Massachusetts Governor Deval Patrick, another Democrat, vouched for Plouffe’s ability to promote any product. “From my insurgent campaign in 2006 and since, David has shown an interest in and an appetite for challenging established ways – and winning,” said Patrick. “As we have seen in Boston, one of its first cities, so has Uber.”

That language of “change” and the casting of a corporate entity as an enemy of moneyed interests is a prominent feature of the sharing sector’s PR. Hailing a cab used to be pain, now it isn’t, provided there’s a data connection, and people afraid of big change want to stop that. The rhetoric, understandably, highlights these firms’ stronger arguments: that hailing a cab used to be a pain, for example, but now it isn’t. What they want people to do is believe that to accept the good, one must live with the bad: rising rents from apartments being turned into short-term housing; employees with none of the rights or benefits that once came with working for an employer.

Los Angeles is one of several cities looking to regulate the sharing sector and Airbnb in particular, over concerns that the company’s service is prompting landlords to take rental units off what is one of the most expensive housing markets in the country. On the one hand, what Airbnb provides seems just: a chance for all of us to make a little spending money by renting a room we don’t need to someone who wants it. That’s of course what the company emphasizes. “The thousands of Angelenos sharing their homes while they’re away… aren’t commercial operators – the vast majority are middle-class families,” a spokesman told the Los Angeles Times.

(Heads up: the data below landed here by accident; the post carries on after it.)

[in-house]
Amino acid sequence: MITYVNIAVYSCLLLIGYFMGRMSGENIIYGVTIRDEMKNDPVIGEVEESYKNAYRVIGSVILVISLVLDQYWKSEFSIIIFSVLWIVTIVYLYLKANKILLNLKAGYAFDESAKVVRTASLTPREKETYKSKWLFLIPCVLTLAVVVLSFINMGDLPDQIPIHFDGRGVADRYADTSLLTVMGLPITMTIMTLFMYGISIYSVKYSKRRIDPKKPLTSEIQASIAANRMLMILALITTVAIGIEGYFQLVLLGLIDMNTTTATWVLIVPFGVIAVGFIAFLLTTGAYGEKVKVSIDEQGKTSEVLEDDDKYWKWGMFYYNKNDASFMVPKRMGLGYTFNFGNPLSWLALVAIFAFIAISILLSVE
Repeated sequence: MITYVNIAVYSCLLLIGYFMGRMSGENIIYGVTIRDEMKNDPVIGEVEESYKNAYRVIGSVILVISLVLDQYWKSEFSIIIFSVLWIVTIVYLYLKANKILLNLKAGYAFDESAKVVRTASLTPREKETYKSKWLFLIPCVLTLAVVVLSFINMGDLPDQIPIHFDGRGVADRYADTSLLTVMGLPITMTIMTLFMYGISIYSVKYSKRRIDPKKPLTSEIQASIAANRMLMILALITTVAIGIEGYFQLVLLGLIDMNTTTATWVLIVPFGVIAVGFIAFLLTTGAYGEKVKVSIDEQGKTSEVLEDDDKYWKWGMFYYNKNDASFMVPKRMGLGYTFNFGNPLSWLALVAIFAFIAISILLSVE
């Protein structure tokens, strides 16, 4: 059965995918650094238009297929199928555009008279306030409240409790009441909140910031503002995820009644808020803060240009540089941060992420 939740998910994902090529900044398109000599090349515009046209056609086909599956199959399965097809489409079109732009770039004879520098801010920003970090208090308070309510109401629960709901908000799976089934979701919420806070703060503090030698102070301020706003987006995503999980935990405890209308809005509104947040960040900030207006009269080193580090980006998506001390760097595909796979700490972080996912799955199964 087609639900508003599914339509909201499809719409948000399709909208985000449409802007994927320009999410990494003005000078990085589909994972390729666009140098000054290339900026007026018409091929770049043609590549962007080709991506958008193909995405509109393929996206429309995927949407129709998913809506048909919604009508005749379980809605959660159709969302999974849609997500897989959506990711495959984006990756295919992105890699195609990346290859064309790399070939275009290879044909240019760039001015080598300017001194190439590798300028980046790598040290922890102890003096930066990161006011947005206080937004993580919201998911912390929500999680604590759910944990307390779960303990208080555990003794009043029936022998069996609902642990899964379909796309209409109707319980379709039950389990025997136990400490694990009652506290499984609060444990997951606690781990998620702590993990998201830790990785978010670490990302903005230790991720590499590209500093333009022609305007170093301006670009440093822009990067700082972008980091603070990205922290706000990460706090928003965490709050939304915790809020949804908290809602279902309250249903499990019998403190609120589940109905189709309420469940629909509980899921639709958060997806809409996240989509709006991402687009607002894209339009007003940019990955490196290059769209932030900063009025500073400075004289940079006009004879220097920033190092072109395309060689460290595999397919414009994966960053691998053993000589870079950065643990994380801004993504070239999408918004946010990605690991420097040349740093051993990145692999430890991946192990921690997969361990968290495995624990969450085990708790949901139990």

The spokesman neglected to add that 35 percent of the company’s revenue comes from those commercial operators, as noted by the Los Angeles Alliance for a New Economy: that is, people who aren’t so little listing more than just their primary residence. Airbnb has tentatively endorsed a proposal that would limit its service in L.A. to those renting out their own residences, an acknowledgement of the problematic aspects of its service, but it’s not willing to limit its service unilaterally. That is instructive. In order to elude regulation, PR men with liberal pedigrees are deploying rhetoric that’s worked for Democrats – down to using the “middle-class families” line, as opposed to “the poor and working class” – to get the public to believe that to keep the baby, it must drink the bathwater.

As with politicians, the public would do well to remember that corporations, which by charter are required to maximize profit, only concern themselves with what’s good for society as a whole if compelled. That these corporations are buying up liberals – Obama spokesmen have ended up everywhere from McDonalds to Amazon – shows an awareness that their regressive nature requires a progressive face. And Donald Trump aside, the demographics are in Democrats’ favor, as their competitors’ supporters are growing old and will do what old people do. To continue making that green, then, particularly at the state and local level, the smart money is on blue.

This piece first appeared in Capital and Main

Filed under: National Politics